In what might be one of TV's more distressing and heartwrenching series to come out of 2022, Apple TV+'s newest offering Five Days at Memorial is a powerful series chronicling the impact of Hurricane Katrina and its aftermath on one local New Orleans hospital in 2005. As the floodwaters rose, the power failed and heat soared, fatigued and overworked caregivers were forced to make decisions that would follow them for years to come.
Based on actual events and adapted from the book by Pulitzer Prize-winning journalist Sheri Fink, the gripping medical thriller from producing pair Carlton Cuse and John Ridley might serve as an engrossing indictment of government and inaction but series stars Vera Farmiga and Cherry Jones tell PopCulture.com exclusively it also acts as "teaching and learning tool" when it comes to this kind of ethical dilemma — something numerous doctors and nurses faced during the pandemic 15 years after Katrina.
"This is a powerful teaching and learning tool for us. Not only is it an amazing disaster movie, action-packed and thrilling and gripping, but it's actually really good for us," Farmiga told PopCulture. "We've got to have the willingness to look at the past to address the future. We have to have the willingness to look at the way we operate, look at our plans and what's not working, and how best to fix it."
Farmiga, who plays the highly respectful surgeon and conscientious Dr. Anna Pou, volunteered to stay at Memorial to help take care of patients and ride out the hurricane. But as conditions worsened, Pou became concerned about the fate of these patients, and whether they were going to be rescued or if it was her responsibility to provide a final comfort for them. With the series exploring the decision-making process and consequences of that decision, Farmiga says it was an "incredibly complex and nuanced" role she was attracted to because of how it was filled with "strength and vulnerability."
Farmiga's co-star Jones, who plays Susan Mulderick — the Director of Nursing at Memorial Hospital and the head of the Emergency Disaster Committee — admits taking on the role of the real-life administrator turned Incident Commander for Katrina was something she felt was a tremendous responsibility as an artist. "I think as actors, so often the conflict is so deeply personal and therefore smaller and this was so massive. Both these characters [Susan and Anna are] trying to preserve a community of people, so the stakes are so beyond yourself," she told PopCulture. "We rarely have the opportunity to tackle that kind of character that kind of crushing, crushing responsibility, so that drew me to it immediately."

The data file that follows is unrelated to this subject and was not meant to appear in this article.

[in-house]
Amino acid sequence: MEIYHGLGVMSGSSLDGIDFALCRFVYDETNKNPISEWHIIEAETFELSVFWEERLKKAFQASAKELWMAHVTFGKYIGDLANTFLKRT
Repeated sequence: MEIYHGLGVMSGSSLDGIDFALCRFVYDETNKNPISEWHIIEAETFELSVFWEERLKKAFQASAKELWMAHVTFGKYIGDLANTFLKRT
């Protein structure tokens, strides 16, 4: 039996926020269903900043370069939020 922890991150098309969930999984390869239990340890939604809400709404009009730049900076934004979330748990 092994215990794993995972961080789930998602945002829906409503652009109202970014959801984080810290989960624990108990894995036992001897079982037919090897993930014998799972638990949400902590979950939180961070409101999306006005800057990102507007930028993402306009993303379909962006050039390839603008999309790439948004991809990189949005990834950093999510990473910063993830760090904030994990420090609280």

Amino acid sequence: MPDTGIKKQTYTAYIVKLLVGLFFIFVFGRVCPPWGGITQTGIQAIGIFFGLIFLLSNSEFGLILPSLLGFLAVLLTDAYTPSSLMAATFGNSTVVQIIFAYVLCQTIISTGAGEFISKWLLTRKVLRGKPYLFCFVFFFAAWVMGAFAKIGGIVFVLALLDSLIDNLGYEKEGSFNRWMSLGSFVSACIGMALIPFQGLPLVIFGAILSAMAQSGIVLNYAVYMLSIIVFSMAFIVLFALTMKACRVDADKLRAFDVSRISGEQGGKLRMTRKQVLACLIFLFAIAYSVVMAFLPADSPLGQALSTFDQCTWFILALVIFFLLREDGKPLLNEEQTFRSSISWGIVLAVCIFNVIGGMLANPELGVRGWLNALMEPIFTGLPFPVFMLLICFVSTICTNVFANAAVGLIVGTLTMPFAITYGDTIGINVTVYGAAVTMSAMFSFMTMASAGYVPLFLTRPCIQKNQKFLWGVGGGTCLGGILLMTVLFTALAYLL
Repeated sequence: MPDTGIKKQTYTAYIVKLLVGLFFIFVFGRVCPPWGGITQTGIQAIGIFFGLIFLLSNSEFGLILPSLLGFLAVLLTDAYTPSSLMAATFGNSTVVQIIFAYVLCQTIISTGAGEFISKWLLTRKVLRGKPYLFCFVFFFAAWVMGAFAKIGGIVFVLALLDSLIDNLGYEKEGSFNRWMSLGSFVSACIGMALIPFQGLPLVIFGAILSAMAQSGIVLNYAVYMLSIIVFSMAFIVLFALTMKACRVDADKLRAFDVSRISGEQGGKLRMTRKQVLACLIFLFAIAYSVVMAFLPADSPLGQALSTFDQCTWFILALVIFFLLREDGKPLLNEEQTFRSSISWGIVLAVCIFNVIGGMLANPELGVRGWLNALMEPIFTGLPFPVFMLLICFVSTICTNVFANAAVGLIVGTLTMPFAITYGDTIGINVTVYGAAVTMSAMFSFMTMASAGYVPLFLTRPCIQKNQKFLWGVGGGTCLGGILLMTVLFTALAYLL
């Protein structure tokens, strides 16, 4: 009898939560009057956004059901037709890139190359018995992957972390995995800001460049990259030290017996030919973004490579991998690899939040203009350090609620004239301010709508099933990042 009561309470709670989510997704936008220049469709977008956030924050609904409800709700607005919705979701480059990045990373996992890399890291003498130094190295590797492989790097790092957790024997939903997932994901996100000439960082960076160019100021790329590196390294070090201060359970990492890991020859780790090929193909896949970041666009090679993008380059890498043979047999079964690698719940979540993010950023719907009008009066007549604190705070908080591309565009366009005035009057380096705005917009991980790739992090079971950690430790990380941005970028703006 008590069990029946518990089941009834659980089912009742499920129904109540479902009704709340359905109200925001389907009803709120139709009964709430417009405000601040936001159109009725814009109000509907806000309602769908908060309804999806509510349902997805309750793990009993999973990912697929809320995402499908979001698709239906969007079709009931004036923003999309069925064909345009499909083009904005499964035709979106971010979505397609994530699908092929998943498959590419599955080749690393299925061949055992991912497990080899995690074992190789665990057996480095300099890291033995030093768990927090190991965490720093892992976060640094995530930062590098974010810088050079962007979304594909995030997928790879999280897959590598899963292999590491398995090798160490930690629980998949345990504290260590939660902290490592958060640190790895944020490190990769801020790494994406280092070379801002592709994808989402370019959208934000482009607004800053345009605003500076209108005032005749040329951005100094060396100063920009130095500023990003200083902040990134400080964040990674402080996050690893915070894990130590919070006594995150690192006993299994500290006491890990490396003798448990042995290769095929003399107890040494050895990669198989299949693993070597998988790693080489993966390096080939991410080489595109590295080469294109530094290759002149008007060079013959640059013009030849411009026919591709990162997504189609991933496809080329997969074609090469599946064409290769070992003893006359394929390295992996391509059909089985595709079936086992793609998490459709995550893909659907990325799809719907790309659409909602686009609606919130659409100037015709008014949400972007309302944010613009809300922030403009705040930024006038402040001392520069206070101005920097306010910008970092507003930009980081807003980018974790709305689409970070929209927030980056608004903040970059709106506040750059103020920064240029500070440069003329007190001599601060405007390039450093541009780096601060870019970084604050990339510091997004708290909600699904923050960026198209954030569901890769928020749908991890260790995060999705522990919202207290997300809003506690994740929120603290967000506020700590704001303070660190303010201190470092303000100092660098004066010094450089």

With the show no doubt tugging at the heartstrings of audiences, Farmiga hopes watchers will take away how situations like this point to a need for compassion. "These are our heroes — the doctors and nurses and caretakers — there our heroes," she said. "It's about compassion, they are ordained, they got to do it. They can't help themselves, but fix people and help people and put others, uplift others. And I think that in a way [the series] honors them... it's a tribute to them."
Farmiga admits she "self-reflects" when she watches it back, asking herself the crucial questions: "'How can I have more compassion? What can I do more on a daily basis? How can I shift the energy? How can I spread light in the darkness, in this present darkness?' Simple as that."
The first three episodes of Five Days at Memorial will debut on Friday, Aug. 12, followed by one new episode weekly, every Friday through Sept. 16. For more on Five Days at Memorial, its cast and all your Apple TV+ programming, keep it locked to PopCulture.com for the latest.